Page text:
I think I voted for zyprexa, but it was so long ago that I don't really remember! I probably said before, but the favorites for headache are zyprexa, thorazine, compazine, abilify (apparently, though I've never tried this one...), haldol, geodon. Out of all those that I've tried, I liked zyprexa and thorazine the best - although thorazine makes me completely non functional, and I've received it via slow IV push and IV piggyback many times in addition to the oral doses I have for backups to my usual abortive meds. Haldol caused me to have anaphylaxis 3 times, so I can't say I'm very fond of that one, but a lot of headache sufferers who go inpatient love haldol and thorazine - they're even begging to get those meds, if you can imagine. Geodon was so sedating to me that I couldn't even stay awake. I tried the pill form every day for 2 weeks, and it didn't get better - I received the IM injections in the hospital and I used to dread them because within 20-30 minutes, I'd be so sedated I could no longer visit with my family when they came at night.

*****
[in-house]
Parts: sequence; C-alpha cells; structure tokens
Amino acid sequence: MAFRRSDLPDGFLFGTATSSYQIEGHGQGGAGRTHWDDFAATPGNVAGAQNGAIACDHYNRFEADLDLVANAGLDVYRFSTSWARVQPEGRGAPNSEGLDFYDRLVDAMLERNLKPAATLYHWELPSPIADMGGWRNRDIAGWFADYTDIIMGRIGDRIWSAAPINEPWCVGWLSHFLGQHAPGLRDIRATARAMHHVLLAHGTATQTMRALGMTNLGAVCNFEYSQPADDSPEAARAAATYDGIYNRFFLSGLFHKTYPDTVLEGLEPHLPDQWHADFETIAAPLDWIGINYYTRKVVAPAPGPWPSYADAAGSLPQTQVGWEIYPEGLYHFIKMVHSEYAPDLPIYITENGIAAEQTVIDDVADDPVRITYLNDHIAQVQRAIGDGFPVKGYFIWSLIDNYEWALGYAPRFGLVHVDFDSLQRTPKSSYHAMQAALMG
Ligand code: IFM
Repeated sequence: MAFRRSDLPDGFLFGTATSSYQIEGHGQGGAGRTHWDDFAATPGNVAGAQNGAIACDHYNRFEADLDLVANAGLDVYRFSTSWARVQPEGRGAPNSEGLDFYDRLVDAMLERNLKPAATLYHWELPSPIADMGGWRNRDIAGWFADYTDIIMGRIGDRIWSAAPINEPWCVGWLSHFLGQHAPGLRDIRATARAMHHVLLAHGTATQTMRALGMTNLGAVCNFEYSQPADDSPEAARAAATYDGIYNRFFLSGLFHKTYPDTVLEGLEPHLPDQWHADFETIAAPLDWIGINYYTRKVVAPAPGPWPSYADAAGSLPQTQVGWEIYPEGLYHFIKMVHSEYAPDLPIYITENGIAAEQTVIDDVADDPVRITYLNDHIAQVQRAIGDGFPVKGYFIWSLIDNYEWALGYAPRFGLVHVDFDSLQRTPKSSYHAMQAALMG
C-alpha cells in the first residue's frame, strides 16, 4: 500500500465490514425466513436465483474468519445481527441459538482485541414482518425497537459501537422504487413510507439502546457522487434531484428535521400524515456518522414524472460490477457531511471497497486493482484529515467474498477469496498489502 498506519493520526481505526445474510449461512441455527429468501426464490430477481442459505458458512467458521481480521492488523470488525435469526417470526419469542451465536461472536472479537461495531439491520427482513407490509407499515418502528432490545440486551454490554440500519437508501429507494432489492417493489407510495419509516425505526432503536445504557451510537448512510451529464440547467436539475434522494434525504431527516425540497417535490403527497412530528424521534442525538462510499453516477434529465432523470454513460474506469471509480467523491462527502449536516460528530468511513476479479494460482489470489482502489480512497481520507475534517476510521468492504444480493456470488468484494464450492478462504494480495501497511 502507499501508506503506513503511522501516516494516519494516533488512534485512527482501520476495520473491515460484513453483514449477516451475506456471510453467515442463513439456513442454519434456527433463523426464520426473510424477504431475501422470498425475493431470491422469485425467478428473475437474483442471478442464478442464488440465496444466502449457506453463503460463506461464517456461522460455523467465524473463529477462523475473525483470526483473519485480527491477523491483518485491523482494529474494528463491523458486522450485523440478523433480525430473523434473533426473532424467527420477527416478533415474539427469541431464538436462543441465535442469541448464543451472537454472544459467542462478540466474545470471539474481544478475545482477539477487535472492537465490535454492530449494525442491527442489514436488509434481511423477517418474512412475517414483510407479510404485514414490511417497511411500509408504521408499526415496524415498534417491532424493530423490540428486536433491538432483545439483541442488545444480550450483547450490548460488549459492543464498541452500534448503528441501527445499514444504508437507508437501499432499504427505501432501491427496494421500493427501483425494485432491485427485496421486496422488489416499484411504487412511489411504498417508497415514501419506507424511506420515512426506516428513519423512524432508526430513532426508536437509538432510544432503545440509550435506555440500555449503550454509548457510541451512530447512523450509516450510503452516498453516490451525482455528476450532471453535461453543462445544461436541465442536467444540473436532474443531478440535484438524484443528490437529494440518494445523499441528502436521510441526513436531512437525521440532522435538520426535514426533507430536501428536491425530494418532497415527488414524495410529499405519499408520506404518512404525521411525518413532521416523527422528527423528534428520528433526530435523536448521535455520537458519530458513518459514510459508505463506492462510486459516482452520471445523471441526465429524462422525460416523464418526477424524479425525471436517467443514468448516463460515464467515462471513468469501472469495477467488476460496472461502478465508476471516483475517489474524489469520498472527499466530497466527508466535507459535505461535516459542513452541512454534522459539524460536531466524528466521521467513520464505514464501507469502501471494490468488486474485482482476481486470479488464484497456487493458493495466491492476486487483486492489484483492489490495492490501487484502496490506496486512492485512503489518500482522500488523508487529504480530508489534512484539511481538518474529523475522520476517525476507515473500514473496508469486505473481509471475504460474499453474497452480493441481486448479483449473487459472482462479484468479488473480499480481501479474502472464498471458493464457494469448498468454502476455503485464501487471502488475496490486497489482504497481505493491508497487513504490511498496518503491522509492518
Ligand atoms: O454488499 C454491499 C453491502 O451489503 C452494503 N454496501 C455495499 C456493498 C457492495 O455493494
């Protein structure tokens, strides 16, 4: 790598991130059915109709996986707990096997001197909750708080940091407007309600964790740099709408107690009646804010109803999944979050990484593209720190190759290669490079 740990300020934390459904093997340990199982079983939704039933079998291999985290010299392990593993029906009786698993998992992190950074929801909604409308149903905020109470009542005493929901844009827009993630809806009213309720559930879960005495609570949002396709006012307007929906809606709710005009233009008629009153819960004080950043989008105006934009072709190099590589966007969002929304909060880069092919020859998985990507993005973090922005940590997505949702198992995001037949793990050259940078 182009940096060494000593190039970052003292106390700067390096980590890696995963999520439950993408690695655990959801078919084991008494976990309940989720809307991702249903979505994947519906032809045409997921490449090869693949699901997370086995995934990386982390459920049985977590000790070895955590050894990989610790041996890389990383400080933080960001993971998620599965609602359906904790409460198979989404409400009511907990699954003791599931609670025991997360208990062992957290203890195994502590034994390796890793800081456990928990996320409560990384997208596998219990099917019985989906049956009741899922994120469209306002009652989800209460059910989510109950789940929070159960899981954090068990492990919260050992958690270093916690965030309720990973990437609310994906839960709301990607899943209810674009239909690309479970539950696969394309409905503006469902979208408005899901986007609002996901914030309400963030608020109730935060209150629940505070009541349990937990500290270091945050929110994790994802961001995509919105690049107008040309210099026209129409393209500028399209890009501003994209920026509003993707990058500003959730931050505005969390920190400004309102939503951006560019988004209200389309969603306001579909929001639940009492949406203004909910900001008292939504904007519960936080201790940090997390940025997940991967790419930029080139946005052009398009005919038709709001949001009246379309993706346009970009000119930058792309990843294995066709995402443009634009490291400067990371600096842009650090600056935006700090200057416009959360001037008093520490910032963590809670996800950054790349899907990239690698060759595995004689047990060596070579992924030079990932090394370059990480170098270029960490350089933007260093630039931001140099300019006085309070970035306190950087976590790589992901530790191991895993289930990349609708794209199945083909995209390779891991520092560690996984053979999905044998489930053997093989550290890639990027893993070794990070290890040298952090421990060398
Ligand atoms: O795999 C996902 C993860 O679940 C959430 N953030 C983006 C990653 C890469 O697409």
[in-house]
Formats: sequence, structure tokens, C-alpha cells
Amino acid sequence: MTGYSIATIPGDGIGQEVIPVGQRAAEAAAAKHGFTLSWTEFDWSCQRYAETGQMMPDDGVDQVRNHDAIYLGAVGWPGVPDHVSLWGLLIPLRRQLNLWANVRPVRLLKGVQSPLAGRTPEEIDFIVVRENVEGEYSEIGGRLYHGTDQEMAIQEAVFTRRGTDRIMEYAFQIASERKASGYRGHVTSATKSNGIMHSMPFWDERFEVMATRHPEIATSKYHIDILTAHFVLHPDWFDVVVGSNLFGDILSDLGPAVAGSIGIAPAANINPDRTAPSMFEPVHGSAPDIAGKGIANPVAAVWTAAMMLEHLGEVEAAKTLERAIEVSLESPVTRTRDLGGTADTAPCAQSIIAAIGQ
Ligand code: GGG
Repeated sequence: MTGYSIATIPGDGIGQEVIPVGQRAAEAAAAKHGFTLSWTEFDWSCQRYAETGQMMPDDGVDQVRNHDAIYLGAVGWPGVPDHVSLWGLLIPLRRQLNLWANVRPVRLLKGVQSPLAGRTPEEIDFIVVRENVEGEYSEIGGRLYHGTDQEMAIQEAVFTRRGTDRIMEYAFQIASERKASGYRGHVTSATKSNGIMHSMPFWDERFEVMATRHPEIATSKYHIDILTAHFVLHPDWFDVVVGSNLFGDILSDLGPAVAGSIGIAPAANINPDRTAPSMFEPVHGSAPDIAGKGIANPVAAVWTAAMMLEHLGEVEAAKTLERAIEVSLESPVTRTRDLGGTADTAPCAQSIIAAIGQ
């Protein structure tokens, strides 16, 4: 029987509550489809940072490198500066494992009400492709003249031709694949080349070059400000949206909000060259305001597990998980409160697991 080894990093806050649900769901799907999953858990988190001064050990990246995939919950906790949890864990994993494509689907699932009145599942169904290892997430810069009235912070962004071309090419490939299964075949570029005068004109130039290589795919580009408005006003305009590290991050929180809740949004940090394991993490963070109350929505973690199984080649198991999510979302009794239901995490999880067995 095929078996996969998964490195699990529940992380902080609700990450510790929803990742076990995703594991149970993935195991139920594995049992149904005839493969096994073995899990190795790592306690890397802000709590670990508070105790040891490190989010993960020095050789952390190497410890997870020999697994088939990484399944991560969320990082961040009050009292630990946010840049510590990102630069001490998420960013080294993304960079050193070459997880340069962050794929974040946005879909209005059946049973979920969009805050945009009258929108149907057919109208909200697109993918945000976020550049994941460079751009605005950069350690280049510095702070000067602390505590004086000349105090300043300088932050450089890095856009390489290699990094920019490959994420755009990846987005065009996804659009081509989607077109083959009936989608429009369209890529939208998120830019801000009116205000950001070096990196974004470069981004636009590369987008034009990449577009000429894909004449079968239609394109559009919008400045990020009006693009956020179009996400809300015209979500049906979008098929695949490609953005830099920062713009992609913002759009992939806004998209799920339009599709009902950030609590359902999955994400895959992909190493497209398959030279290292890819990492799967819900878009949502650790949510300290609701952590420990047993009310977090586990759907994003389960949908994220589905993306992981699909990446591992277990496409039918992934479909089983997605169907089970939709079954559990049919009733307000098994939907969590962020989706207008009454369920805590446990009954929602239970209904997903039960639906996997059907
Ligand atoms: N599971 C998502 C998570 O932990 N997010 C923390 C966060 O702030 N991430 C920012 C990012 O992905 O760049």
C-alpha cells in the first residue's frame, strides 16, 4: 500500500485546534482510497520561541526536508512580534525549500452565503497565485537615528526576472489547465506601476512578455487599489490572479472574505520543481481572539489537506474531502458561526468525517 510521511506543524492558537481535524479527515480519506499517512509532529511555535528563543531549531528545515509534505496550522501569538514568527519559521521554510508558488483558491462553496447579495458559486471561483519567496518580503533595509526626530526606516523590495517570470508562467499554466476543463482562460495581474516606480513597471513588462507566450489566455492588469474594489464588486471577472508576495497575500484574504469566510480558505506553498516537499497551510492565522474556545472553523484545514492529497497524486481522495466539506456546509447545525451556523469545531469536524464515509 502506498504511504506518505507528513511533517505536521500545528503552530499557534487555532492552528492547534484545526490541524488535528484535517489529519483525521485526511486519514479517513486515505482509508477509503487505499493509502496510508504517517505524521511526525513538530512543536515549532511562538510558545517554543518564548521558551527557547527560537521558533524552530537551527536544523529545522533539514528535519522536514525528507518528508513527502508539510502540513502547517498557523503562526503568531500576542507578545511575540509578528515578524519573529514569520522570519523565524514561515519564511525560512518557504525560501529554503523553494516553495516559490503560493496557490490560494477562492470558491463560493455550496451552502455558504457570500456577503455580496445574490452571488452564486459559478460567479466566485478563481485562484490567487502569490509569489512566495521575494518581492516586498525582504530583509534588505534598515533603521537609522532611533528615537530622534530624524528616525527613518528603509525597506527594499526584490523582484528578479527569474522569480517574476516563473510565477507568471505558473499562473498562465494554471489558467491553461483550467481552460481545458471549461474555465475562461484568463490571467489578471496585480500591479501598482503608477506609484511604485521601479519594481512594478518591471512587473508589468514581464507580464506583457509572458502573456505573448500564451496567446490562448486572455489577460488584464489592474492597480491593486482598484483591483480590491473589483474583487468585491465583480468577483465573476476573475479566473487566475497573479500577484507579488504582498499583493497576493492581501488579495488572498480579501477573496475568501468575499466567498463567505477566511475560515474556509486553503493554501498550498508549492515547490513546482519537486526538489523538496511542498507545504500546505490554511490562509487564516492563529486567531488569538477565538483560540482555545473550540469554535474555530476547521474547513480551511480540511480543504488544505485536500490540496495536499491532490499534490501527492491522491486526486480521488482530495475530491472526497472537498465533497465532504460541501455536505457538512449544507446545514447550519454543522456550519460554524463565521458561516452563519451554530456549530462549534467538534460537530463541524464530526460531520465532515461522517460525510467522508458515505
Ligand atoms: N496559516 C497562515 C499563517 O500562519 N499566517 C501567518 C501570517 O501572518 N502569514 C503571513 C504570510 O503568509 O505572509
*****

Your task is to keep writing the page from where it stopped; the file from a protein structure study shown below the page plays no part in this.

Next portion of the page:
At any rate, my vote was not for my favorite antipsychotic really, since I wasn't voting on them for their antipsychotic uses but rather for their use in headache. The times I actually was psychotic (anticholinergic), I wasn't given meds - thank goodness! I personally think it was more delirium than psychosis, but the psychiatrist for the headache center added a diagnosis of psychosis, NOS to my chart - which I wasn't entirely happy about, but what can you do.

Interesting "other" choices...!

Take care,
Carrie :)

wondering bird (desparate too) said...

dear Dinah, i am a nut case who loves reading you blogs when i can think straight! i have had paranoid schizophrenia since my early teens. i have secretly gone off my clozapine since two and a half years ago. my psychiatrist does not know it. i really want to tell him but i dont know how to even start this conversation with him. i have really gone through hell for this. do you have any ideas? coz he just keeps prescribing them and i dont know what to do with the lot and they are really getting piled up. can i please also ask at least what to expect? i just thought may be the shrinks think the same... thank you. sorry for carrying on and on and on and....